Constanza is one of our Arts Global Scholars, a scholarship program available for Bachelor of Global Studies students. Constanza went on Exchange to Barcelona and tells us about how locals are making a difference in their local and/or the global community.
One of the first things I noticed when I arrived to Barcelona, was that it is a very active city. There is always something going on. People are in constant movement. Though this might sound normal for a big city like Barcelona, I’m talking about a different kind of movement. Generally, big cities are very stressful and demanding, people usually walk in one direction, being unaware of what is surrounding them. From my perspective, things in Barcelona were a bit different. In this city people are aware, they act consciously. It seems like their movements have a meaning, a thought, a goal; not only on an individual level, but also collectively as a community.
During my stay, I noticed that people in Barcelona have a higher level of social and political consciousness. There is a strong political discourse that does not remain in mere words, but it is transformed into real actions. And here, I am talking about people’s actions, not government actions. I could give many examples of this, but one subject that particularly caught my attention was the way locals respond to the so-called “refugee crisis”.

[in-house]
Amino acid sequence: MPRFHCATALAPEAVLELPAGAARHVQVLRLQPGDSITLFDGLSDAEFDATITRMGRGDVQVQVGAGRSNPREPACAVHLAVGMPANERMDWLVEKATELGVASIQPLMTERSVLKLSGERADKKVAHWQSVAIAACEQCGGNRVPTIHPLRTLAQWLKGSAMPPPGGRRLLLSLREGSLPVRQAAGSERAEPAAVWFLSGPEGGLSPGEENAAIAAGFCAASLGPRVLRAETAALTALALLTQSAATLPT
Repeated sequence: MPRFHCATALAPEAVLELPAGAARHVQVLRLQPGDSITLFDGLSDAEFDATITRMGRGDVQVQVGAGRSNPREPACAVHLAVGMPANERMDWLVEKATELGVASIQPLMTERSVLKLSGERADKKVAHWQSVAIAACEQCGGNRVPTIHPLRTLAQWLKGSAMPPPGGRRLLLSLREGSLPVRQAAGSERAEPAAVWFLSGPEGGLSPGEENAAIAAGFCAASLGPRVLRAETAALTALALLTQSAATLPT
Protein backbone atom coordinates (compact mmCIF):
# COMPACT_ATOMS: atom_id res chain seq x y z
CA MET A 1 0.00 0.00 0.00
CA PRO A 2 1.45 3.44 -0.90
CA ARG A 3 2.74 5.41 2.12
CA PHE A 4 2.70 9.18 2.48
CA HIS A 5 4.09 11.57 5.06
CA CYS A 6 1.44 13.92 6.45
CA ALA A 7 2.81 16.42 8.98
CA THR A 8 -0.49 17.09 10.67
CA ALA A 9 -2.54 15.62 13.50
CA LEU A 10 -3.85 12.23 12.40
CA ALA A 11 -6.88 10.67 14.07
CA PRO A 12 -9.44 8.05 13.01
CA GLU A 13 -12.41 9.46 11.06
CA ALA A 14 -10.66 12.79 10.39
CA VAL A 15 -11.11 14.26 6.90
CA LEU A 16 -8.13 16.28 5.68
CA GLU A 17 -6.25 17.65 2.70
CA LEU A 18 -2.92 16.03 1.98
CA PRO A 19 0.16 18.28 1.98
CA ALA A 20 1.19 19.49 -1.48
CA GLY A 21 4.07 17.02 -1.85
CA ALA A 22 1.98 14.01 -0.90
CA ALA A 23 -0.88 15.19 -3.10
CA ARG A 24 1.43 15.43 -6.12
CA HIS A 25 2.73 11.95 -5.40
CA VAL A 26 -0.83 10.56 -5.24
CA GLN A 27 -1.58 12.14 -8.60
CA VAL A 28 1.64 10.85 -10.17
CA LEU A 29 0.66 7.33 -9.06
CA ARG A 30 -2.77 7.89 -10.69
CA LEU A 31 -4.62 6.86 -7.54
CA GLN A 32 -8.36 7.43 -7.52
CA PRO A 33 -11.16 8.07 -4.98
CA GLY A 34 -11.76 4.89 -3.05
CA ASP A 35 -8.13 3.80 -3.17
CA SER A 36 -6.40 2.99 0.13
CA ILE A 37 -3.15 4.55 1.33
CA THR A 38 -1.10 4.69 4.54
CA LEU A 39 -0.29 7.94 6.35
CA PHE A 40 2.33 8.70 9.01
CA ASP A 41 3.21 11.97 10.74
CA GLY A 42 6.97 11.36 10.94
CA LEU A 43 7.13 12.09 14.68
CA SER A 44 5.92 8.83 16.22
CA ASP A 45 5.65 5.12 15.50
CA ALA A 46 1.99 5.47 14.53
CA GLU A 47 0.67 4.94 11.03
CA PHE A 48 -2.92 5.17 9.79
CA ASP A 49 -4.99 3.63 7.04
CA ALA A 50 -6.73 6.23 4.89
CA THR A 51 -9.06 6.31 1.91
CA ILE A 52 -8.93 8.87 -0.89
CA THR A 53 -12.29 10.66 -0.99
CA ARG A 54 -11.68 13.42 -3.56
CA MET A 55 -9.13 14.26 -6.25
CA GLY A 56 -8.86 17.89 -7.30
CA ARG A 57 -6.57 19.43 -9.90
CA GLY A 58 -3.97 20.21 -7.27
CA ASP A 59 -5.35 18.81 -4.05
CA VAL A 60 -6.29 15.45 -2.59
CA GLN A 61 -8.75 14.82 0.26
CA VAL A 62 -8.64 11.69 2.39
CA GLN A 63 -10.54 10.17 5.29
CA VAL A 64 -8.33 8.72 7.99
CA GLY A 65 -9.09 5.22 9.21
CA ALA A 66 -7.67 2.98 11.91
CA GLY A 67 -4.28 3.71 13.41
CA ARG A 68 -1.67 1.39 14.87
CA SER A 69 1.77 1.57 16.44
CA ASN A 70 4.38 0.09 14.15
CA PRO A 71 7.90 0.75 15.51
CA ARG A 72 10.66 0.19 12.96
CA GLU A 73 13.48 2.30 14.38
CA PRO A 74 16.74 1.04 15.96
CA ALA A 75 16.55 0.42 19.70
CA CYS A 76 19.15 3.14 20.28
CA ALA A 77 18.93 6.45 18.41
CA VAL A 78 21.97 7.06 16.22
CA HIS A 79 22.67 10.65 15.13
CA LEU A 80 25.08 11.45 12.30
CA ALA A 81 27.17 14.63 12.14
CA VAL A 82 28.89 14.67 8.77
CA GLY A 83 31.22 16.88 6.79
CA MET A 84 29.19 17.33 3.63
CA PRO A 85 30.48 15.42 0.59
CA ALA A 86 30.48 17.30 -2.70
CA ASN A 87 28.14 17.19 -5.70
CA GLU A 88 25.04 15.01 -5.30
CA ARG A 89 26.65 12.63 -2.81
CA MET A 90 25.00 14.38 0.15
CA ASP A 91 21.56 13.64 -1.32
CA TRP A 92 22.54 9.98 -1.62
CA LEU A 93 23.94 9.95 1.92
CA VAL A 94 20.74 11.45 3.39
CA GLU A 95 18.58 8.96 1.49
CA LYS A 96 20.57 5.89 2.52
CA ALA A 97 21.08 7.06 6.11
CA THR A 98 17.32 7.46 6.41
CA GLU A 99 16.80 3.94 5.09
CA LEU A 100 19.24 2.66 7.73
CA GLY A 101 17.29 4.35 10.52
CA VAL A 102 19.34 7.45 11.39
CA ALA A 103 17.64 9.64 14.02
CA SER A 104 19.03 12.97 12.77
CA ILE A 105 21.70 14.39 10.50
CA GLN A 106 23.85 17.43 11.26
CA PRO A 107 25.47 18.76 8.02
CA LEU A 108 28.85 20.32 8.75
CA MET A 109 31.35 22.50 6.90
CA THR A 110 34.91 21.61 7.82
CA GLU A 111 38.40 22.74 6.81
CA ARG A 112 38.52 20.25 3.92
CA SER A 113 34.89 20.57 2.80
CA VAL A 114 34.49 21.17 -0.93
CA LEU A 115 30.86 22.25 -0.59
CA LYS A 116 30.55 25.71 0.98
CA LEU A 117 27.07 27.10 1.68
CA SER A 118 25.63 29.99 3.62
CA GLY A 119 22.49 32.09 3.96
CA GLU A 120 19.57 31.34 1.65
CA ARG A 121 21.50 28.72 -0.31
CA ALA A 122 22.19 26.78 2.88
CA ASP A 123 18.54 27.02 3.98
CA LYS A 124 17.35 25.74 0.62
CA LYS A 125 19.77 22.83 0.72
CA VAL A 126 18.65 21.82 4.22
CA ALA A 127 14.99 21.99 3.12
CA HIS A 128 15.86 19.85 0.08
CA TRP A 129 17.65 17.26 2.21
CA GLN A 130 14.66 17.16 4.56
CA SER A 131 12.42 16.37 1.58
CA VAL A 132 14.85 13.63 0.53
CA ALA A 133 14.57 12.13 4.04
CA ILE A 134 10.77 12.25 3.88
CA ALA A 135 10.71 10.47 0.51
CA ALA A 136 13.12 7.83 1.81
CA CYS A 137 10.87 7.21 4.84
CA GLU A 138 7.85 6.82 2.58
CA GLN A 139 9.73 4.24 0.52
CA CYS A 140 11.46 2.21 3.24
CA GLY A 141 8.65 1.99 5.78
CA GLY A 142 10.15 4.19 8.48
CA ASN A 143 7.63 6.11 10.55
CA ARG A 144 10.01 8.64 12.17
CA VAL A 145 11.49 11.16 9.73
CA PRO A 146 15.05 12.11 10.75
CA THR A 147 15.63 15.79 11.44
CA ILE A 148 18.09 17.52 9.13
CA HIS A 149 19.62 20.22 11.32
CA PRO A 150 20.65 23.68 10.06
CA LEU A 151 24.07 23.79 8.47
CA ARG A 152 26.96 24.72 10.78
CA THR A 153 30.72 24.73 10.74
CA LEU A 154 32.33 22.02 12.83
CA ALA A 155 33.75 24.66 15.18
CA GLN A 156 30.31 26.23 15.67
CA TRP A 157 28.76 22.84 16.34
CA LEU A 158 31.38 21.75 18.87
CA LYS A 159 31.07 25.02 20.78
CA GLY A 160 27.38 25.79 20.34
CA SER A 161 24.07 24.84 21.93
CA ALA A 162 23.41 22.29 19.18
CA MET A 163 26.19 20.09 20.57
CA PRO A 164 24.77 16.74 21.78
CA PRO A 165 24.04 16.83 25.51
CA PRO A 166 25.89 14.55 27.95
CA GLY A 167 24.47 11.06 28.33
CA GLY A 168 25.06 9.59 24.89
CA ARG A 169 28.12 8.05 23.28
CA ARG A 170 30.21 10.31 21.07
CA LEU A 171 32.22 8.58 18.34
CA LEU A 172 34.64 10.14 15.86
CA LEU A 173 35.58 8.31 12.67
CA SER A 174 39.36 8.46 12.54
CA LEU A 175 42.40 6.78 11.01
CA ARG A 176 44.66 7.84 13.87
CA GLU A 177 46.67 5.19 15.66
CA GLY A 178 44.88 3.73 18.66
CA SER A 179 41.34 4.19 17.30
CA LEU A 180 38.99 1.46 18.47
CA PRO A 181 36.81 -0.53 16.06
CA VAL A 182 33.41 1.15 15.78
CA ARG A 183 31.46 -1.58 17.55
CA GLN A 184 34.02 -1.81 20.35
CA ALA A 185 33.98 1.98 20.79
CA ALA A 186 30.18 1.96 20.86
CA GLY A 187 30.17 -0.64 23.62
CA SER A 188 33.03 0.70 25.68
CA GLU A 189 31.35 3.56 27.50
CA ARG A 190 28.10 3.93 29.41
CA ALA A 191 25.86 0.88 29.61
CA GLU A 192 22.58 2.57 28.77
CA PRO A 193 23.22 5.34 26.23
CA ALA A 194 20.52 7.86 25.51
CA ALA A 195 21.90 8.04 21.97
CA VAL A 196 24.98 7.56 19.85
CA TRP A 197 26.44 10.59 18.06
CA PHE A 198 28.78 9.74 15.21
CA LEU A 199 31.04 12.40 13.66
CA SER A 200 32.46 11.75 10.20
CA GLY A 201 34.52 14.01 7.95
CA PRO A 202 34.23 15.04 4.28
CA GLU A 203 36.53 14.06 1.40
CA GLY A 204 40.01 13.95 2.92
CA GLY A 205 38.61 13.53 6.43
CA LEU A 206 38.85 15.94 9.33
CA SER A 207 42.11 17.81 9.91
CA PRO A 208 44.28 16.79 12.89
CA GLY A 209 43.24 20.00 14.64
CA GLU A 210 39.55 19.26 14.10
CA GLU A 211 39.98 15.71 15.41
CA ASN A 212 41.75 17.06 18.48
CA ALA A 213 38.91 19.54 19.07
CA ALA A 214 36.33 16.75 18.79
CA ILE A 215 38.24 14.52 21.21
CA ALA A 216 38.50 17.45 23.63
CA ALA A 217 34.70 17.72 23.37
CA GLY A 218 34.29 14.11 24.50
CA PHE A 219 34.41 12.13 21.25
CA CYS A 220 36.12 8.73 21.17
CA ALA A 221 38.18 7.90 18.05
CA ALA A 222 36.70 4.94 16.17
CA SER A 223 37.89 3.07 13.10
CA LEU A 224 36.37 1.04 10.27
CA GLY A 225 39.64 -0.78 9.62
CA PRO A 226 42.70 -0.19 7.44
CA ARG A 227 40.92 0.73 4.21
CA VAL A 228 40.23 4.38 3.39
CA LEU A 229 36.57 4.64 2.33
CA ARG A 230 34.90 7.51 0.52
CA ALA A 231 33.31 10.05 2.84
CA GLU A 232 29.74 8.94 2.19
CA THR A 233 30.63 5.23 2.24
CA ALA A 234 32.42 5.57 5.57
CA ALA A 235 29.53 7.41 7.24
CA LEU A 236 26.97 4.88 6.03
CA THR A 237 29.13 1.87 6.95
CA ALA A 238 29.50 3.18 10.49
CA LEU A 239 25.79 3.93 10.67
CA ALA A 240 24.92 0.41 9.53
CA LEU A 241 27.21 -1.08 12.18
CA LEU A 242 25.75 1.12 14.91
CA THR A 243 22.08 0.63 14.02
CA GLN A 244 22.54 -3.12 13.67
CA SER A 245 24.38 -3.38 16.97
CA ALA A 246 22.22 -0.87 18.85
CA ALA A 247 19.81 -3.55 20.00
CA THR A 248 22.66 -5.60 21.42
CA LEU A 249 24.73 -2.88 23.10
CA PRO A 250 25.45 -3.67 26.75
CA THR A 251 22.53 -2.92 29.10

Not only in the city, but in all of Catalunya you can find street art, fundraising events, massive protests, volunteering opportunities and many other amazing things in support of refugees.
I was impressed by the huge amount of social support for this cause; the overall openness and willingness of people to actually get involved and raise their voices against injustices and in favor of constructing a more diverse and inclusive society.
I also wanted to be involved, so I signed up in the Programa d’Acollida, a volunteering program offered by Fundació Autònoma Solidària, the institution in charge of the volunteering and other diverse social projects of the Universitat Autònoma de Barcelona. The Programa d’Acollida consisted of “mentoring” refugees living in the residential facilities of the University, and helping them to feel part of the community.
This opportunity allowed me to get to know a bit of their reality and some of the challenges refugees face when arriving to the country. As I was also a foreigner, I like to think that instead of me helping them, we actually helped each other.
In a continent where we constantly see states closing their borders and the emergence of politicians with a very close-minded and fascist discourse, it was very comforting to see how people created and signed up to programs like this.
As I said before, Barcelona showed me that words are not enough and that we need actions if we want to see real change… change that people like those in the Programa d’Acollida are making.
Merci per tot Barcelona, ciutat refugi…